AIM: This paper is a report of a study to determine the demographic, personal, interpersonal and illness factors associated with asthma quality of life (QOL), as self-reported by adolescents from the United States of America (USA) and Iceland. BACKGROUND: Asthma affects 12% of children in the USA and an estimated 9% in Iceland. Limited research has addressed asthma QOL for adolescents. METHODS: This cross-sectional exploratory study included adolescents with asthma (n = 15 from the USA; n = 15 from Iceland), aged 13-17 years, primarily recruited from paediatric practices in central Kentucky, USA and Reykjavik, Iceland. Data were collected in 2006. Adolescents in the USA (47% male) had a mean age of 14.1 years (sd = 1.5); Icelandic adolescents (73% male) had a mean age of 15.1 years (sd = 1.4). Participants completed questionnaires measuring sociodemographic and asthma characteristics, degree of limitations due to asthma, self-rated health, depressive symptoms and asthma QOL. Multiple regression was used to determine predictors of asthma QOL. RESULTS: Gender was statistically significantly associated with QOL. The difference in QOL between adolescents in the USA and Iceland was not statistically significant. Statistically significant predictors of higher asthma QOL were a better rating of overall health (P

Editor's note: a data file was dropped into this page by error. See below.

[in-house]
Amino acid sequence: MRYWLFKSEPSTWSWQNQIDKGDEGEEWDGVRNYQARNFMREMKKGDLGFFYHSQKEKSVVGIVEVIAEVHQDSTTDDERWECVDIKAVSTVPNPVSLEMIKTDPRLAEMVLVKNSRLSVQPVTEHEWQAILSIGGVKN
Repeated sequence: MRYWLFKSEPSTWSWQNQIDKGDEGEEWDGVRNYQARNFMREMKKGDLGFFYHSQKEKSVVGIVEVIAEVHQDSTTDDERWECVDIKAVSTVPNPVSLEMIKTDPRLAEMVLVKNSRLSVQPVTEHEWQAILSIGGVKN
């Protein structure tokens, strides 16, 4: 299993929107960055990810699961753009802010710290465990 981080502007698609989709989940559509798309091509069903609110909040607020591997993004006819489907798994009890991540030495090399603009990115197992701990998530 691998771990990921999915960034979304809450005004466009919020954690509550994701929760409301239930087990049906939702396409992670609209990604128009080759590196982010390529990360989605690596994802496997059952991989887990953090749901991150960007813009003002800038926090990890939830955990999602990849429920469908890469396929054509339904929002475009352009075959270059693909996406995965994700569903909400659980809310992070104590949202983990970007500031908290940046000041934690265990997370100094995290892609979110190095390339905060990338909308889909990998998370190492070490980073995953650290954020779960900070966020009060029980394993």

Notes
Comment In: J Adv Nurs. 2009 Aug;65(8):1772-319602013
PubMed ID
19243461 View in PubMed
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Adult asthma after non-respiratory syncytial virus bronchiolitis in infancy: subgroup analysis of the 20-year prospective follow-up study.

https://arctichealth.org/en/permalink/ahliterature164046
Source
Pediatr Int. 2007 Apr;49(2):190-5
Publication Type
Article
Date
Apr-2007
Author
Eija Piippo-Savolainen
Matti Korppi
Kaj Korhonen
Sami Remes
Author Affiliation
The Department of Pediatrics, University Hospital, Kuopio, Finland. eija.piippo-savolainen@kuh.fi
Source
Pediatr Int. 2007 Apr;49(2):190-5
Date
Apr-2007
Language
English
Publication Type
Article
Keywords
Adult
Asthma - epidemiology - virology
Bronchiolitis, Viral - complications
Case-Control Studies
Female
Finland - epidemiology
Follow-Up Studies
Humans
Infant
Male
Multivariate Analysis
Prevalence
Respiratory Syncytial Virus Infections - complications
Abstract